Electrons circle the nucleus of an atom. Untold trillions of atoms collide together and explode. The universe expands. Electrons race down the copper wires of an electric cable. The sun shines. Leaves digest the sunlight, produce nutrients, live, grow, die, and fall to the ground. The wind bears aloft the leaves, scatters them over earth and sea. The tide moves them, pushes them up into rivers where at last they settle into the mud. Salmon swim upstream; lay their eggs on the muddy bottoms of lakes and rivers. A powerful grizzly bear nuzzles the icy water of a mountain brook. His great paw sweeps into the water and catches a darting salmon. Men come; establish a city on the banks of the stream. They drive the bear off. Their boats coast upon the surface of the sparkling water. Nets plumb the frigid depths, resurface filled with salmon. The men eat the salmon. The salmon are digested, turned into fodder for a thousand other creatures and into the food that builds civilizations. Digested again, these minute particles break down into molecules, and the molecules into atoms. A lone atom floats off in the vast emptiness of space. Electrons circle the atom's nucleus. These are cycles, yes, but wherein lays their ultimate origin? Is there a connection between all that makes up the universe? Is there a plan? Is there some great, single purpose that united us all together through time and space?
The great chain of being returns from beginning to end. One event follows from the previous, on and on, until the top of the chain is reached. While not a popular theory among modern historians and philosophers, the idea of the Great Chain of Being does offer an explanation for the harmonies and interrelationships that exist within the universe. Nothing can occur without a prior cause, and each preceding event is the reason for the following event. This is as true of traditional philosophy as it is of the scientific method. Steam rises out of a pot only because there is water in the pot, and only because that water has been heated to a temperature of two hundred twelve degrees Fahrenheit. Indeed, this process of cause and effect can be carried backwards over and over again - back to a primal cause...the very creation of the universe itself, for it was only the initial creation of the universe that made possible the existence of the water in the pot, and the energy or heat with which to boil it. What is represented here is a hierarchy of events, such as that which comprises the Great Chain of Being, a notion that, according to the historian Arthur Lovejoy was the Conception of the plan and structure of the world which, through the Middle Ages and down to the late eighteenth century...most educated men were to accept without question - the conception of the universe as a "Great Chain of Being," composed of an immense, or...infinite, number of links ranging in hierarchical order from the meagerest kind of existents...through "every possible" grade up to the ens perfectissumum." (Smith, 1993)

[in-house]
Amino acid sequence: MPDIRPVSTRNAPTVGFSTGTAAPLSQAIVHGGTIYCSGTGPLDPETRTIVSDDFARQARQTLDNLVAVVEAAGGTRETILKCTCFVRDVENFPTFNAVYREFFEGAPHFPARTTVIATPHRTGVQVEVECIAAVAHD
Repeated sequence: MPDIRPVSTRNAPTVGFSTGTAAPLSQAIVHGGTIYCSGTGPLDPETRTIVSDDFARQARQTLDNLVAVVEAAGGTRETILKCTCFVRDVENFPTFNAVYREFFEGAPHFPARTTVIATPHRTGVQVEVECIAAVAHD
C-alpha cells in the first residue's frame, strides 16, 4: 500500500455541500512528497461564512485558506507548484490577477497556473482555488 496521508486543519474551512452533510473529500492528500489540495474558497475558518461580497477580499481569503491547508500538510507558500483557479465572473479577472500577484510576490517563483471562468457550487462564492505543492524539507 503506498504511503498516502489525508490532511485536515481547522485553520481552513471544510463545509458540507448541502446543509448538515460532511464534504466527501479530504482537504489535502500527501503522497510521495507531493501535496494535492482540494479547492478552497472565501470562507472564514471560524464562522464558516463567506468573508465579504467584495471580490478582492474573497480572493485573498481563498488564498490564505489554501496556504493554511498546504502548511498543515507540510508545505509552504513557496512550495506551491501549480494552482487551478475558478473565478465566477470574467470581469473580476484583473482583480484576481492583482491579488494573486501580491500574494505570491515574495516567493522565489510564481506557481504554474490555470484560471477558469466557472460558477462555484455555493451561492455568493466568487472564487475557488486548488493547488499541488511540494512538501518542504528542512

But must a chain of events be hierarchical? Must there be a reason behind every action and every event?
According to the most popular current scientific theory, the universe was created through means of a "Big Bang." All the mass that now comprises the universe was compressed into a single object of minute size that suddenly exploded flinging its fragments to the ends of space. This movement to the "ends" of the universe took many ages, but the initial cause of the movement itself - according to science - lay in the physical properties of the original object itself. The primordial object being comprised ultimately of trillions upon trillions of atoms, the individual atoms eventually exerted such an enormous pressure upon one another that the indescribable force of all this energy squeezed into one tiny space caused the entire object to explode with an equally unimaginable force. And from where did all this atomic energy come? It came from the individual electrons whirling around the nucleus of each individual atom. Such is the simple scientific explanation of the Big Bang as first conceived by Albert Einstein. However, such an explanation of the universe's creation presents certain problems for the scientist, namely what was the origin of this tiny speck that contained all of the matter and energy in existence. Of course, creation could be some sort of endless loop, the matter expanding and contracting after the fashion of a rubber band, the matter and energy making possible our own existence somehow always existing, the processes that control the universe having neither beginning nor end. But is there any process that has no beginning? Any process that has no end?